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Case Report
Open Access Peer-reviewed

Grey Zone Lymphoma, Diagnostic and Therapeutic Challenges: A Rare Case Report

Eman EL-Sawalhy , Wehbi Hnayni, Sarah Lonardo, Shahina Patel
American Journal of Medical Case Reports. 2021, 9(5), 298-300. DOI: 10.12691/ajmcr-9-5-10
Received February 02, 2021; Revised March 05, 2021; Accepted March 14, 2021

Abstract

Grey zone lymphoma (GZL) remains a challenging diagnosis because it has mixed features of diffuse large B cell lymphoma (DLBCL) and classic Hodgkin lymphoma (cHL). In this case report, we present a 69-year-old man who was diagnosed with GZL after an incidental finding of right axillary lymphadenopathy on Computed tomography (CT) scan during a recent hospitalization for an ischemic stroke. Excisional biopsy of the axillary node pathology was consistent with classic Hodgkin lymphoma (Nodular Sclerosing type). Subsequent Positron Emission Tomography (PET)/CT scan showed adenopathy above and below the diaphragm, as well as possible liver, bone, and colon disease. Liver biopsy revealed pathology consistent with DLBCL contrary to the Hodgkin disease seen on axillary biopsy resulting in an eventual diagnosis of GZL on further pathology review.

1. Introduction

GZL is an extremely rare hematologic malignancy that was initially described in 2005 and classified as a distinct entity by the World health organization (WHO) in 2008 1, 2, 3. It occurs mostly in young men 4 and requires extensive sampling for correct diagnosis. Although It has shared features of both DLBCL and cHL, it has a more aggressive course and inferior survival compared to each of them. It typically involves the mediastinum in young males (mediastinal grey zone lymphoma, MGZL). However, non-mediastinal presentation of GZL (NMGZL) is recognized more frequently in older patients 1. We present our case as an example of the diagnostic challenge GZL poses, as well as the importance of making the diagnosis, as it has treatment implications.

2. Case Presentation

This is a case of a sixty-nine-year-old man with a past medical history of Type II diabetes mellitus and hyperlipidemia who presented to our emergency department for stroke symptoms including facial droop and dysarthria. During his hospitalization, he was incidentally found to have right axillary lymphadenopathy on a CT scan of the neck. He underwent an excisional lymph node biopsy. Pathology showed Classic Hodgkin lymphoma (Nodular Sclerosing type) (Figure 1). Five weeks following this admission, he had a PET scan for further staging. It showed lymphadenopathy above and below the diaphragm as well as a disease within the Liver, colon, and bone.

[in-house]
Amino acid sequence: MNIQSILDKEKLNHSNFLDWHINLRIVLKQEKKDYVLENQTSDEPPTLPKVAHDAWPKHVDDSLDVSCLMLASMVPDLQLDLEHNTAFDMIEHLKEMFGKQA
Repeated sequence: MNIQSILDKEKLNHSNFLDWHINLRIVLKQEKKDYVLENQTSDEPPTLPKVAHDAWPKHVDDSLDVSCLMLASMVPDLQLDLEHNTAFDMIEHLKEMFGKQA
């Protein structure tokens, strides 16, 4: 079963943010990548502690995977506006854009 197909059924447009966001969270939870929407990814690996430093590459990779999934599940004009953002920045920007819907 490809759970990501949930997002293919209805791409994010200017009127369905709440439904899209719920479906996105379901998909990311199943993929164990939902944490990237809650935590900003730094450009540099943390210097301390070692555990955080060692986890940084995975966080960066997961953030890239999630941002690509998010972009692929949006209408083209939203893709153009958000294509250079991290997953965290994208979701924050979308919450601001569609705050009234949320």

PET scan was concerning for possible second colon malignancy with liver metastasis, given that the patient did not have a colonoscopy in at least 5 years. The patient was slated to undergo Liver biopsy and colonoscopy, however, he developed right upper extremity deep vein thrombosis as a complication related to mass effect from his axillary lymphadenopathy that required thrombectomy and stent placement. Due to the inability to interrupt anticoagulation and antiplatelet therapy for at least 4 weeks, colonoscopy and liver biopsy were delayed. The patient had a liver biopsy performed two and a half months following his initial presentation. Biopsy of the liver showed Non-Hodgkin lymphoma with morphology consistent with a CD30 positive non-germinal center DLBCL (Figure 2). This was a different read from the classic Hodgkin Lymphoma read on previous axillary biopsy. Due to the discrepancy between the axillary and the liver biopsy, the case was presented at a malignant hematology tumor board at a tertiary care center. The consensus was that this is most likely a Grey-Zone lymphoma as it combines features of Hodgkin disease and DLBCL. It was determined that patient should be treated with six cycles of R-CHOP a traditionally used therapy for non-Hodgkin Lymphoma.

3. Discussion

Grey zone lymphoma is a distinct type of B cell lymphoma with mixed features of diffuse large B cell lymphoma and classic Hodgkin lymphoma. It is more common in men and can occur at any age {3-4}. Clinicians are usually guided by the initial biopsy result. GZL should also be suspected when there is failed response to initial treatment. Repeating biopsy with extensive sampling using either invasive excisional or incisional biopsy rather than needle core biopsy is required to make a correct diagnosis 4. Immunophenotypically, GZL has mixed features of cHL and DLBCL. Most GZL has a strong expression of CD20, CD30, MUM1, and PAX5. A small subgroup may show loss of CD20 1, 2, 4.

In our patient, axillary lymph node biopsy immunostains were positive for CD 20, CD 30, CD 15, and PAX5 which was consistent with a diagnosis of nodular sclerosing Hodgkin lymphoma. On the other hand, liver biopsy immunostains were positive for CD30, CD20, PAX5, MUM1, BCL2, BCL6, and N-MYC positive, consistent with diffuse large B cell lymphoma. Because of the overlapping morphological and immunophenotypical features in our patient, the diagnosis of GZL was made.